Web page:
Third, we must turbo-charge both the selection of our candidates and the support we give to the candidates we have. We have far too few in place now that the half-way point of the parliament has passed.

In a piece for Labour Uncut my colleague Alex White and I called on the party to distribute a list of early-selected PPCs so all MPs can try and help in their own way; twin London boroughs, where there will be no elections next year, with key seats in the south; and ensure funds raised by MPs in safe seats can also be shared with the seats we have selected early to give them a helping hand. MPs like Caroline Flint and Chris Leslie are already leading the way. Let’s hope others follow.

The task of making this a one-term government is so necessary but the challenge is a hard one. As the Tories put their boundary-changing efforts to one side, Labour must wake up to the game-changing reality of the next election. We cannot afford to wait any longer.

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Richard Angell is deputy director of Progress. He tweets @richardangell

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Photo: florriebassingbourn

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  • http://twitter.com/shookyshiner Harriet Yeo

    It doesn’t matter what we do if we do not get the electorates trust and this constant drip drip of expenses ‘revelations’ will not help. Before we invite others to our house we need to get our house in order, and it must not just be in order but be seen to be in order. Distrust of politicians causes turnout to fall, Labour turnout falls first (sadly) so our number one aim must be to reestablish trust.

  • Dan Filson

    Labour did not lose the February 1974 general election, the Conservatives lost that one but Labour did not gain enough seats for an overall majority. Everyone knew there would be a run-off sooner or later and Labour did win that one albeit with too small an overall majority to last a full Parliament given the depredations of by-elections. In 1955, the Tories had replaced the 81-year-old Churchill by the film star looks of Anthony Eden, whereas Labour still amazingly had Attlee at the helm. The 1983 election followed the Falklands War which confirmed the public impression of Thatcher as a resolute PM in contrast to the thoughtful but untidy image of Michal Foot; it was not an election where considered thought counted for much – the media were in full cry after the Labour Left wing, regardless of the rights or wrongs of what they argued. So the general proposition is unsound.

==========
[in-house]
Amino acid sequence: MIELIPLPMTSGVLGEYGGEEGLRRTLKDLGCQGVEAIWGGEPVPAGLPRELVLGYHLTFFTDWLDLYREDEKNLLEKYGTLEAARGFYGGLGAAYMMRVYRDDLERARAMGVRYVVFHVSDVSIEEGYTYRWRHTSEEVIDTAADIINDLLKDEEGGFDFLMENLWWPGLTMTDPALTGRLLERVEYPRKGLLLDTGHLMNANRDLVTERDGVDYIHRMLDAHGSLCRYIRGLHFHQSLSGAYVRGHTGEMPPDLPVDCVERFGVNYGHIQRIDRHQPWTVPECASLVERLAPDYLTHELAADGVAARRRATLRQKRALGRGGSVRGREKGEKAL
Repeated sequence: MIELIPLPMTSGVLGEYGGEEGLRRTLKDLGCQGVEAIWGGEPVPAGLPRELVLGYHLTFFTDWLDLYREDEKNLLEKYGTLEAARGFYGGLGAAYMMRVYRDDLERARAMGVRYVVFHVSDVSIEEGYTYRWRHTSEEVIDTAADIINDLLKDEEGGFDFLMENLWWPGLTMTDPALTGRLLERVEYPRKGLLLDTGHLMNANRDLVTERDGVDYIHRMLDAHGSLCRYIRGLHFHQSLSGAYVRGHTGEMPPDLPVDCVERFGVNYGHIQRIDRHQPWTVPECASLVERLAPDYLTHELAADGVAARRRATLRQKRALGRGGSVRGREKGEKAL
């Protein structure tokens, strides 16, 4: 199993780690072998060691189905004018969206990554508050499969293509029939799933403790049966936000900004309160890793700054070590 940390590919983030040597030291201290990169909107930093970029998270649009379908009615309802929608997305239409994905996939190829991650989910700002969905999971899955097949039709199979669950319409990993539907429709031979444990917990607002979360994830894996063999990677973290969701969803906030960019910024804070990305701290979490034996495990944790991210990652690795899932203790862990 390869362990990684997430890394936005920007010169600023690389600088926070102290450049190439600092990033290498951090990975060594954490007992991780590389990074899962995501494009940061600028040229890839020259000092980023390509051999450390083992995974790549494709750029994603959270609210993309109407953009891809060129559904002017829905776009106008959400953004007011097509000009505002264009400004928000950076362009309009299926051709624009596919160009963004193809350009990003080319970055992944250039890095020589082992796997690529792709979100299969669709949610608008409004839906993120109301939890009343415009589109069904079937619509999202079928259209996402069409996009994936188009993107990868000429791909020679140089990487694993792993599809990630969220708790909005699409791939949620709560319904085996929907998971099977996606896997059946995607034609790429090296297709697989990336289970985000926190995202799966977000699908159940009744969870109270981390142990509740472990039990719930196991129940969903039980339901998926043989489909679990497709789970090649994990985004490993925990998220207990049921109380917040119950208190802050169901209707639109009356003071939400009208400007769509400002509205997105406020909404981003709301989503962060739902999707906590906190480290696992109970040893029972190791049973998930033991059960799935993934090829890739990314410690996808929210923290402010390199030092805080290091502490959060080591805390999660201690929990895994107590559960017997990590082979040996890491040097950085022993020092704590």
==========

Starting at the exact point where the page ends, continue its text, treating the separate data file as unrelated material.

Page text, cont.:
But it is true that incumbents lose elections rather than oppositions winning them. You have to undermine the incumbent by showing the rottenness beneath the veneer of office. And then you need the incumbent party to shoot itself in the foot, for example by internal feuding, corruption or scandal. Just undermining alone doesn’t do it. But it prepares the ground.

    As to individual seats we have on occasion lost a small numbrr of seats in a patten of generally winning them in larger numbers. That means the tactics of moving mass support to seats we hope to gain must not leave us exposed to being surprised in seats in which we would hope to increase a small majority.

  • Anonymous

    Of the 40 marginals the Tories hope to gain they have said 20 are currently LibDem seats.This was confirmed by Schapps on The Sunday Politics.They intend to exploit LibDem weakness in Tory/LD marginals and hope to benefit by LD switchers to Labour.

  • David Cook

    I don’t think we should be too surprised that a political party is going to fight the top 80 marginals. What’s new? There’s no need to dress this up as a new 40/40 strategy. We need to keep our eye on the ball and also to make sure the blame for the financial crisis gets diverted to where it lies. We have a global banking crisis caused by the bahaviour of private banks; it is not the fault of the Labour government except in so far as any Government has failed to regulate the private banks ability to create money in the form of loans.

  • Anonymous

    The Conservative vote went down in 1983!!!! The Tories did not win it. The SDP helped them win by splitting the vote down the middle. Hopefully, the Lib dems are sunk this time. Always the right of the Labour Party that did the damage.

    1979:-

    Con 13,697,69043.9622 Labour 11,532,14836.9 Liberal 4,313,811

    1983:-

    Conservative 13,012,31642.4633 Labour 8,456,93427.6633 Liberal/SDP Alliance 7,780,94925.4